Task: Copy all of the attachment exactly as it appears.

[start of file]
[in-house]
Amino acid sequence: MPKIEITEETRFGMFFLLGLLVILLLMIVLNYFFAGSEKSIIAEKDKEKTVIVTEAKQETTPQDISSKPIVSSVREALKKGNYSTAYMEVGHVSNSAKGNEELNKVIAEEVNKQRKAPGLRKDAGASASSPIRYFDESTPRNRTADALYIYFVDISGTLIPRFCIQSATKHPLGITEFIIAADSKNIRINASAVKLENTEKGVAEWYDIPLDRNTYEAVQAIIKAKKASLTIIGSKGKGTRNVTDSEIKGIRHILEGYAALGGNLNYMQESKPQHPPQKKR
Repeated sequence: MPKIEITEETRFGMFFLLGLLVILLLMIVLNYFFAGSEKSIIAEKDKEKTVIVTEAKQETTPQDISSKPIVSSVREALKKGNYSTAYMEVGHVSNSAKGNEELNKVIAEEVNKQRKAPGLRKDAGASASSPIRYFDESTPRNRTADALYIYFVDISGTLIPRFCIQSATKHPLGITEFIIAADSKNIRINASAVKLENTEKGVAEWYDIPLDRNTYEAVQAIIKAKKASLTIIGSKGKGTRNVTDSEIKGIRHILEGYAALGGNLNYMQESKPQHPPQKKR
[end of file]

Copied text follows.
[in-house]
Amino acid sequence: MPKIEITEETRFGMFFLLGLLVILLLMIVLNYFFAGSEKSIIAEKDKEKTVIVTEAKQETTPQDISSKPIVSSVREALKKGNYSTAYMEVGHVSNSAKGNEELNKVIAEEVNKQRKAPGLRKDAGASASSPIRYFDESTPRNRTADALYIYFVDISGTLIPRFCIQSATKHPLGITEFIIAADSKNIRINASAVKLENTEKGVAEWYDIPLDRNTYEAVQAIIKAKKASLTIIGSKGKGTRNVTDSEIKGIRHILEGYAALGGNLNYMQESKPQHPPQKKR
Repeated sequence: MPKIEITEETRFGMFFLLGLLVILLLMIVLNYFFAGSEKSIIAEKDKEKTVIVTEAKQETTPQDISSKPIVSSVREALKKGNYSTAYMEVGHVSNSAKGNEELNKVIAEEVNKQRKAPGLRKDAGASASSPIRYFDESTPRNRTADALYIYFVDISGTLIPRFCIQSATKHPLGITEFIIAADSKNIRINASAVKLENTEKGVAEWYDIPLDRNTYEAVQAIIKAKKASLTIIGSKGKGTRNVTDSEIKGIRHILEGYAALGGNLNYMQESKPQHPPQKKR